The alloy is used by a contractor to make magnets for Honeywell’s turbomachine pumps.
The Pentagon has temporally stopped F-35 deliveries after officials discovered that an alloy used in magnets on the jet’s turbomachine pumps was produced in China. The Defense Contract Management Agency first notified the F-35 Joint Program Office about the potential problem on August 19, before both agreed to suspend the deliveries on Aug. 31, 2022.
The F-35 program office “temporarily paused the acceptance of new F-35 aircraft to ensure the F-35 program’s compliance” with defense regulations “pertaining to specialty metals,” said Defense Department spokesman Russell Goemaere in a statement. He also added the pause won’t interfere with operations of F-35s already delivered because “the magnet does not transmit information or harm the integrity of the aircraft and there are no performance, quality, safety or security risks associated with this issue.”
The reason behind the need for the suspension is a U.S. law and a separate Pentagon acquisition regulation that prohibit the use of certain specialty metals or alloys produced by specific countries outlined in the Defense Federal Acquisition Regulation series, which are China, Iran, North Korea and Russia. The alloy in question is a cobalt and samarium alloy “recently determined to be produced in the People’s Republic of China” and magnetized in the US, according to the F-35 JPO.
The alloy is used in a magnet contained in a Honeywell turbomachine that integrates the aircraft’s auxiliary power unit and an air cycle machine into a single piece of equipment, which that provides power for ground maintenance, main engine startup and emergency power. The magnet was provided by a “fifth-tier” subcontractor to the manufactured of the lube pump, which in turn supplies it to Honeywell.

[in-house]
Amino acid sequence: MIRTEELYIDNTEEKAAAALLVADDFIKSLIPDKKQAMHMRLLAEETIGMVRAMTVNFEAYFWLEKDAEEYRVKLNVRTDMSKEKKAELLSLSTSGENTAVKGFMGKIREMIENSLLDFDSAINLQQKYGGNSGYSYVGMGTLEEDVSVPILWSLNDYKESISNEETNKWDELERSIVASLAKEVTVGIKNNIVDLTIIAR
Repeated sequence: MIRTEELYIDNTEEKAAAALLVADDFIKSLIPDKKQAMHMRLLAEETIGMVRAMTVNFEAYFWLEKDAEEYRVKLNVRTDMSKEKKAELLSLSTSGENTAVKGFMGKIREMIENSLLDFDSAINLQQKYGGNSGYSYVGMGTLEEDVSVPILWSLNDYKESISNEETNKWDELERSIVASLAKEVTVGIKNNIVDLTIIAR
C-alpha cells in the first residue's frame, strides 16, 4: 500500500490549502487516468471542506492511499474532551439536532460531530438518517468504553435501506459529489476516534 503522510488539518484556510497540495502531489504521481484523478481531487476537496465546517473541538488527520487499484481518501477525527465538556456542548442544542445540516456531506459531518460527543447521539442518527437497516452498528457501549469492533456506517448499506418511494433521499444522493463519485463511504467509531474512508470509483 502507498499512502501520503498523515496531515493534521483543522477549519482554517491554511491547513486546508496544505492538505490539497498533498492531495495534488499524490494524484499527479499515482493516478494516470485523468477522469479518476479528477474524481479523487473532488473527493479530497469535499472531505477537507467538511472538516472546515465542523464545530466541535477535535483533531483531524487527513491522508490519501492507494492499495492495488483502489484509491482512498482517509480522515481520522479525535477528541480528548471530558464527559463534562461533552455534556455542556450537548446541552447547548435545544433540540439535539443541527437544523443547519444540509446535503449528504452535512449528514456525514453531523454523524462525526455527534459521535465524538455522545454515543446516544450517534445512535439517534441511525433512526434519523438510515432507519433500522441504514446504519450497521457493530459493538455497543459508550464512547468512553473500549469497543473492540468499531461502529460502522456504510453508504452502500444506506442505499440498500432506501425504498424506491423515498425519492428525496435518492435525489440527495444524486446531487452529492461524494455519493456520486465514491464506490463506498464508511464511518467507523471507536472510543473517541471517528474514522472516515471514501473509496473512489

“Honeywell has stopped work with the supplier providing alloy, and an alternative U.S. source is already on order with anticipated delivery next month,” said Lockheed Martin spokeswoman Laura Siebert. However, every one of the more than 825 F-35 fighter jets delivered so far contain the magnet made with the prohibited Chinese alloy. The component has been used in the 5th gen aircraft since 2003.
The F-35 will now need a national security waiver from the Pentagon’s top acquisition official, William LaPlante, to resume deliveries of already assembled aircraft containing the prohibited alloy. Something similar already happened a decade ago, when the Pentagon granted a waiver to Honeywell to use Chinese magnets in other F-35 components in order to avoid new delays and cost overruns. The F-35 JPO doesn’t anticipate replacing the magnets in the aircraft already delivered.